Basic UX/UI Design Wireframes and Prototyping Tutorial | Sarah Bannister | Skillshare

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Basic UX/UI Design Wireframes and Prototyping Tutorial

teacher avatar Sarah Bannister, UX/UI Designer | Dog Enthusiast

Watch this class and thousands more

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Taught by industry leaders & working professionals
Topics include illustration, design, photography, and more

Watch this class and thousands more

Get unlimited access to every class
Taught by industry leaders & working professionals
Topics include illustration, design, photography, and more

Lessons in This Class

10 Lessons (14m)
    • 1. Introduction

      1:01
    • 2. What's a Wireframe?

      1:21
    • 3. What's a Prototype?

      1:03
    • 4. The Design Process

      3:46
    • 5. What's a User Task Flow?

      1:44
    • 6. Wireframing Tools

      0:44
    • 7. Wireframing

      1:59
    • 8. Scanning and Uploading Your Wireframes

      0:19
    • 9. Prototyping in InVision (Invisionapp.com)

      1:19
    • 10. Conclusion

      0:41
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About This Class

Learn the modern-day process of UX/UI design and how to draw wireframes for a mobile app. We’ll start out simple, going over the foundations of early stage app design and move on to creating detailed low-fidelity wireframes that we can then move into a free InVision account to create a clickable prototype.

What you can expect to learn:

  • UX/UI design process fundamentals
  • How to determine task  and user flows for an app concept
  • How to draw low-fidelity wireframes for an app concept
  • How to create a clickable prototype in InVision

What you will create:

  • A low-fidelity design for an app
  • A clickable InVision prototype

This class is geared towards those who have very little to no experience in UX/UI design, but have an interest in learning.

Meet Your Teacher

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Sarah Bannister

UX/UI Designer | Dog Enthusiast

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Transcripts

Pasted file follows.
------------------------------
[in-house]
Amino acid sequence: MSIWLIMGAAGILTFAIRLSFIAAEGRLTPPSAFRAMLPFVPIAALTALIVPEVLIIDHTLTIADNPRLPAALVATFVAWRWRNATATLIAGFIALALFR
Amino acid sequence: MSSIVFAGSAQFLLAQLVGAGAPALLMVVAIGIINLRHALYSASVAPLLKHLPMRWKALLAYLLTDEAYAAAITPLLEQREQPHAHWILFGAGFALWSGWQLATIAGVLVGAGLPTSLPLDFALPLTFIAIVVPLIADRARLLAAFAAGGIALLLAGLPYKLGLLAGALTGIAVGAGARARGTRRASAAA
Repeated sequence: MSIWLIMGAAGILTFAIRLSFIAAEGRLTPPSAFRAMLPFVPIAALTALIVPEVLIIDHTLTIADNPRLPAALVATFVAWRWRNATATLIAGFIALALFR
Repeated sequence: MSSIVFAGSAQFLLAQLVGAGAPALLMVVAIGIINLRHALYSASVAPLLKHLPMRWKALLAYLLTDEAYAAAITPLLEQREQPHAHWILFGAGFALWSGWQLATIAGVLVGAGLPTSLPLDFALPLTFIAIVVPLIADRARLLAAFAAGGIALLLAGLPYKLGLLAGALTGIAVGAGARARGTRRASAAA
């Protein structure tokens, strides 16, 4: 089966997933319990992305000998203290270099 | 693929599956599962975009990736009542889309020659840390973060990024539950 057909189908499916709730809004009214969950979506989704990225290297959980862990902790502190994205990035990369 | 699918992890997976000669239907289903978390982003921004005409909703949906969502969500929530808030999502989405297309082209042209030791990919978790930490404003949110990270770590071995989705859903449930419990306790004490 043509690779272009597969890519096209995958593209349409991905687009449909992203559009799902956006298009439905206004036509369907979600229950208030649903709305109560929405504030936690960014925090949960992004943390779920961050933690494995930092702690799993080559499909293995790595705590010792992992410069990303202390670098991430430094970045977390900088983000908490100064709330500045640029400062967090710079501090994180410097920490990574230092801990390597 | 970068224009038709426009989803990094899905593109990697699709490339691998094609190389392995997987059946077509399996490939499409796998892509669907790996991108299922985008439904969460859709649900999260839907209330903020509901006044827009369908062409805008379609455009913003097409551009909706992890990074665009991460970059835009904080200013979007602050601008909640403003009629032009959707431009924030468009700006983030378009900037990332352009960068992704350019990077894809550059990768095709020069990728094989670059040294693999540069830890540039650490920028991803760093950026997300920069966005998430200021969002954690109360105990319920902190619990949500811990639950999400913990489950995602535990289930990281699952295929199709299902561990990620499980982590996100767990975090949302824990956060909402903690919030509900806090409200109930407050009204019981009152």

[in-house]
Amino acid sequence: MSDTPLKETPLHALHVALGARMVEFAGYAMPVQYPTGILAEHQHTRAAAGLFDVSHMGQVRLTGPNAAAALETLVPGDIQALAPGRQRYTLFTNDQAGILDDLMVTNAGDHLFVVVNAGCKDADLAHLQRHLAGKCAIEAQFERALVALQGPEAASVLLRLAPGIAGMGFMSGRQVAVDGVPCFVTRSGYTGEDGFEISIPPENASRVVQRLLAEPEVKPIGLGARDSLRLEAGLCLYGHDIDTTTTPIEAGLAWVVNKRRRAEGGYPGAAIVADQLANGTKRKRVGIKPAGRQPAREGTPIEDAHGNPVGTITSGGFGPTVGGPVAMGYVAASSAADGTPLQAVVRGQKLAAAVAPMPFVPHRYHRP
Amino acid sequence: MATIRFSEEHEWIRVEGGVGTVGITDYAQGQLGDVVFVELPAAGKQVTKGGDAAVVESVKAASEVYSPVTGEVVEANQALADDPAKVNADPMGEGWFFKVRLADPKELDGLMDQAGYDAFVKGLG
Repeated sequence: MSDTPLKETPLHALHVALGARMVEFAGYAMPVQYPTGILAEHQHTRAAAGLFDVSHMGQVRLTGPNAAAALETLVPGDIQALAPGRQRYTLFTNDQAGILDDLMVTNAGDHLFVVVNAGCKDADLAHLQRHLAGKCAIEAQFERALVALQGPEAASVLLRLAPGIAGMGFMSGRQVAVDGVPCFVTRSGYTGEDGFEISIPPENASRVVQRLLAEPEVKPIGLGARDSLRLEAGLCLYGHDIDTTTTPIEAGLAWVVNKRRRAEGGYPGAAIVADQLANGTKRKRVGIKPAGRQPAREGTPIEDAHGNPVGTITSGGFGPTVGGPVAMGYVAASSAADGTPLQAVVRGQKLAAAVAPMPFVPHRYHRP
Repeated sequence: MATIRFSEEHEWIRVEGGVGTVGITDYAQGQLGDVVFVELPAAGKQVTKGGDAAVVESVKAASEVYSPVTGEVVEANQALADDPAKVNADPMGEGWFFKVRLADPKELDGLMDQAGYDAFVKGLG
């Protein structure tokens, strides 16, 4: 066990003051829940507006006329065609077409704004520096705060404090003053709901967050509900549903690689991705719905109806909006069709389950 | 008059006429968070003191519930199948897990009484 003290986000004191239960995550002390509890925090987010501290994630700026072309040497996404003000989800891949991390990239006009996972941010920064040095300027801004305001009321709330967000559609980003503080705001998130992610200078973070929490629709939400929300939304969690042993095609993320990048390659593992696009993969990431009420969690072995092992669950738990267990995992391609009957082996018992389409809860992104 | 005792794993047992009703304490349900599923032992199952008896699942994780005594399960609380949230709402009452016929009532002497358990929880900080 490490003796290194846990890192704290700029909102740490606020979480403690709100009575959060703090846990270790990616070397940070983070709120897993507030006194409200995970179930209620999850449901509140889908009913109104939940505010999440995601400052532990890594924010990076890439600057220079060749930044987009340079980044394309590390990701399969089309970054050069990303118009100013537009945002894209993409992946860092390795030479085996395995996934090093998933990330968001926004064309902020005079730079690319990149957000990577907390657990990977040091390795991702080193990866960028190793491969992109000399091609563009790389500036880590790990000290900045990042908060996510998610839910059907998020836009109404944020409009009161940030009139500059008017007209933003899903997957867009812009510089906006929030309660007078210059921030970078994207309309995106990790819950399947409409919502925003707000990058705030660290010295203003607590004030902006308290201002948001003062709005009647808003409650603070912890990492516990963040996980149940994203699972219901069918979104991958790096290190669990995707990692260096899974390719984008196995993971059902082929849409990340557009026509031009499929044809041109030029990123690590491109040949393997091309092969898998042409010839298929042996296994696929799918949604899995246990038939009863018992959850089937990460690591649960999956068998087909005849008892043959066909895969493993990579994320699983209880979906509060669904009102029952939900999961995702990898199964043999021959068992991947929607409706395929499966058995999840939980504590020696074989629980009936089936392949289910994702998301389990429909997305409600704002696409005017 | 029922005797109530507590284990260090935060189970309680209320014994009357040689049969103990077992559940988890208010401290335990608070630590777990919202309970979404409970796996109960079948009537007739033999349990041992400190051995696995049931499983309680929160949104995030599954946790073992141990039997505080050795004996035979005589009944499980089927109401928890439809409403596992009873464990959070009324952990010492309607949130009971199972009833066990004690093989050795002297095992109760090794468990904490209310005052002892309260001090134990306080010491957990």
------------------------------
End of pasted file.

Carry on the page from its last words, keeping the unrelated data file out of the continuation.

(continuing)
1. Introduction: Hey, welcome to this Skillshare class on user experience design and wire framing basics. Thanks for tuning in. In this class, we'll build a set of wire-frames for a mobile app step-by-step, together. A little bit about me. My name's Sarah Bannister and I'm a freelance user experience designer and user interface designer. I've worked on brands such as Ford and Streamlette. I'm passionate about designing websites and mobile apps that solve problems, look great, and are user friendly. I remember the day I realized design was going to be my dream career. I was so excited to learn that there was a career that could fulfill my need for a creative outlet all while helping people's daily lives become easier through design and technology. If you're anything like me and share these same values, design will be a wonderful outlet for you to explore and possibly start a career in. This class will be useful to you if you have little to no experience in user interface design or user experience design basics, but have an interest in exploring them. Cool. Let's get started. 2. What's a Wireframe?: Wireframes are an essential piece of the product design process. A wireframe is a skeletal mockup of a web or app concept. A wireframe can come in a wide range of visuals, from low to high fidelity, meaning a wireframe can be made with something as simple as pencil and paper or pen and whiteboard, all the way up to creating graphical wireframes in a design software like Sketch, Adobe XD, Balsamiq, or Axure. Low-fidelity wireframes are generally recommended at the beginning of any new design process. That's because they allow you to take multiple concepts and test them quickly without having to invest a ton of time or cost into them. You can then take the different ideas and place them in front of user testing participants or clients to get feedback. You can get feedback faster and then make the needed revisions to narrow down on the best design strategy for your product. Wireframes are an early part of the product design or what's known as the design thinking process coined by a design company IDEO, but they don't start at the beginning. Wireframes are part of the physical design process, which comes after you've done plenty of research and discovery on the product you'll be designing. This discovery phase is enough information for a whole other class. Let's assume that we've already gone through our research and discovery sprints, and we already know that we'll be designing wireframes for a travel mobile app. 3. What's a Prototype?: For this class, we'll also be building out a clickable prototype with our wire-frames towards the final lessons in the class. A prototype correlates with the wire-frames, but there are two different design deliverables. Prototypes are interactive demonstrations of how your product will work and look. Prototypes can also be low to high fidelity, you can build prototypes out of your paper and pencil sketches, or out of your fully designed high fidelity app designs. A prototype will generally take a user through a certain or multiple task flows and may or may not include interactions and animations. Prototypes are important to the product design process because they allow you to communicate your intended designs to users and user testing developers or other teams in the hand-off process, or to clients and stakeholders you must present your designs to, they take your static design and make it more lifelike. Being able to see how users interact with your product is part of the process and seeing what works and what doesn't work in your design, this will allow you to make the best revisions for your product. 4. The Design Process: Knowing about the design process is an important skill that you can add to your tool kit as you enter the design world. I'm going to briefly go over the process that has come to be known as design thinking, made popular by design company IDEO. The first step in the design thinking process is to empathize. Empathy is crucial when you're designing products that will be used by people. This sprint allows you to learn more about the court pin points that you are trying to solve for the target audience that might be using your app. Your design deliverables for the empathy stage of design thinking might include user research and statistics and an understanding of the target audience who you're designing for. The second step of the design thinking process is the defined stage. In the defining phase of the design thinking process, you'll take all of the information you gathered on your users during the empathy sprint and synthesize it into key takeaways that will help you define your approach to the problems that you've determined your product will solve. Your deliverables for the defining stage might include key takeaways from user research and interviews, strategy definitions such as a problem statement, business goals, user needs and goals, and success indicators such as metrics and KPIs. The third step in the design thinking process is the ideate stage. After you have a solid understanding of your strategy and user needs, you can start ideating around different ideas that could be potential solutions to the problem or multiple problems that your product aims to solve. This is the part where creative thinking is encouraged. Think outside the box for ways that you could fix these problems. Deliverables for the ideate stage might include sketches from different brainstorming techniques and a narrowed down list of features that could be incorporated into your different design concepts. The fourth step in the design thinking process is prototyping. Depending on the time constraint of your project's scope, you can determine what level of fidelity is needed for your wireframes and prototype. This prototyping phase is when you'll take the concepts that you've come up with in the ideation phase and turn them into wireframes, into an interactive prototype that lays out the primary task clause a user would complete when using your product. You use these prototypes to get real test participants of your target audience using your product quickly, which is important for the final testing phase where you'll get feedback so you can make your final design revisions. Deliverables from your prototyping phase might include wireframes of your user flows and low to high fidelity prototypes. The fifth step in the design thinking process is testing. In this final phase of the design thinking process, you'll test how ever many concepts received to determine that time allows. This testing phase can reveal red flags or problems with your design you may have not otherwise noticed before testing with real people. This allows you to make the revisions needed for your low fidelity designs as you increase fidelity so you don't discover design mistakes later down the road after you've spent more time or money on them, say in the development phase. Deliverables for the testing phase might include user feedback based around your preliminary design, included features and user flows. Design is an extremely iterative and somewhat unlinear process. You will complete some form of the design thinking process with every revision you make for a product with a human-centered focus. In this important reflective stage, you'll review the feedback and results from your testing, which will inform you of where to make revisions so you can start the design process again on new concepts that are improved versions of your previously tested design. 5. What's a User Task Flow?: Since an app you might be working on as a UX or UI designer might consist of many different screens, sometimes hundreds of screens and screens states and different features. For the sake of this class, we'll work on completing a single task flow for a travel mobile app. A user task flow is a task that users would use your app or product to complete. The flow should guide your user to the entry point of the task, taking them through each step all the way to the final step and achievable outcome, such as adding an event to their personal digital calendar or purchasing a product online. Successful conversions depend on creating a user-friendly flow. If users can't figure out how to complete the primary task your app offers, then people simply won't use your product. We can determine a solid outline for our user flow by understanding our business goals and user needs, which we determined in the defining stage of the design thinking process. Focusing on the business goals and user needs will satisfy the requirements for the clients and stakeholders who are invested in the project and looking to meet certain success metrics while also helping the user meet their goals and feel satisfied with your product. For the wireframing portion of our app, we are going to design a task flow that takes the user through the process of making a reservation at a hotel for a travel app. Other task flows that you might design for an a travel app may include booking a flight, researching different things to do in your destination, and booking your party for different attractions, or scheduling an appointment with a travel agent. As you can see, you can have many different task flows for a single app. I don't want this class to take up too much of your time, so we'll just stick with the one task flow. Let's get started with our wireframes. 6. Wireframing Tools: These are the tools that you'll need to follow along and create a pencil and paper wire frame. First thing is grid paper. I've included a resource you can download and print off different dimensions of grid paper, including mobile dimensions framed by a phone graphic you can wire frame inside of. The second thing is a pencil and eraser. While you can draw in pen, it's nice to be able to erase your mistakes or make revisions. The last thing you'll need is a ruler to ensure you're keeping shapes and lines nice and tight, and so everything looks consistent. Optionally, you can order a wire framing or UI stencil off of Amazon. You don't need this, but it allows you to quickly and precisely draw out things like where your social icons might be or other common UI elements. Let's get started. 7. Wireframing: The goal of a wireframe is to outline the skeletal structure of the design of each screening. Wireframes are made up of shapes, lines, boxes, text and buttons. So things like images, color, art direction, topography, those things aren't important in the wire framing process and they're actually discouraged against because you don't want your user getting wrapped up in the fine details and what the final design might be we're not working towards the final design. I mentioned previously, color is not advised and this is generally the case. There are instances where you may want to use color. For instance, I use it for CTAs, so helpful for me so I can recall what I meant to be interactive as well as the others that I'm handing my design off to. While a wireframe is basically a rough draft, we want to keep everything consistent as far as sizing and spacing goes. The better you can make your paper sketched wireframes look, the more legible and usable they'll be and you'll get more consistent feedback from your users upon testing. All you want is your design to be legible and clean. It's important not to get too caught up in the details. For instance, we probably don't even know what copy we'd like to use yet. You can use placeholders for images and copy, such as small rectangular boxes or squares. This is called block framing and going to outline the user flow will need for this wire frame. The first part is navigation and the ability to browse hotels. The second step will be allowing the user to set arrival and departure dates and set the amount of guests that will be staying. The third step is the ability to browse different listings. Fourth, the ability to view a detail page about an available listing. Fifth step is to finally book a room. The sixth step will prompt users for their information and payment details and the final step will be the booking confirmation. 8. Scanning and Uploading Your Wireframes: A scanner app will automatically take the designs of your documents and enhance them like a real scanner would copy and transfer documents. They will be much more legible because the contrast will be automatically adjusted for you. Once you grab shots of all of your designs, you'll just transfer them to your computer so then we can upload them to a prototyping software next. 9. Prototyping in InVision (Invisionapp.com): Next, we'll go to invisionapp.com and create a free account on invision. Once you're in your account, click the large pink button in the top right corner to start a new project. Name the project, and select prototype from the list of project options. Next, you can just drag and drop your files into this dashboard section. Anytime you make a revision to your design, if you input a file with the same name, it will overwrite your original file. So it's easy if you're trying to just update your designs after you've determined revisions. You can also rename the general titles of the screens without changing the filenames here. Now click on one of the screens. Next, we're going to go into build mode here at the bottom. Now we'll just click and drag over an element with our mouse and this will create what's called a hotspot. A hotspot is where the user will click to trigger an interaction with your prototype. We'll go through and create hotspots for each screen until we have a fully functioning prototype that will allow a user to go through your task flow. You now have a functioning prototype of your design that you can show to your perspective test participants or showcase your thought process to stakeholders. Or you can just show off to your friends and family that you know how to design killer mobile apps. 10. Conclusion: You made it, awesome work. We just built out wireframes and a fully functioning prototype. I would love to see everyone's work. Please upload images of your wireframes into the project gallery and talk a little bit about your experience. What was your favorite aspect of wireframing? What was the hardest part? Did you choose to design a different task flow for a travel mobile app or different app than we did in the class? What other app ideas might you try designing for in the future? Even better, you could include a link to your live envision prototype in your project description as well. You can do so with this button. I can't wait to see your designs. Thanks so much for taking this class.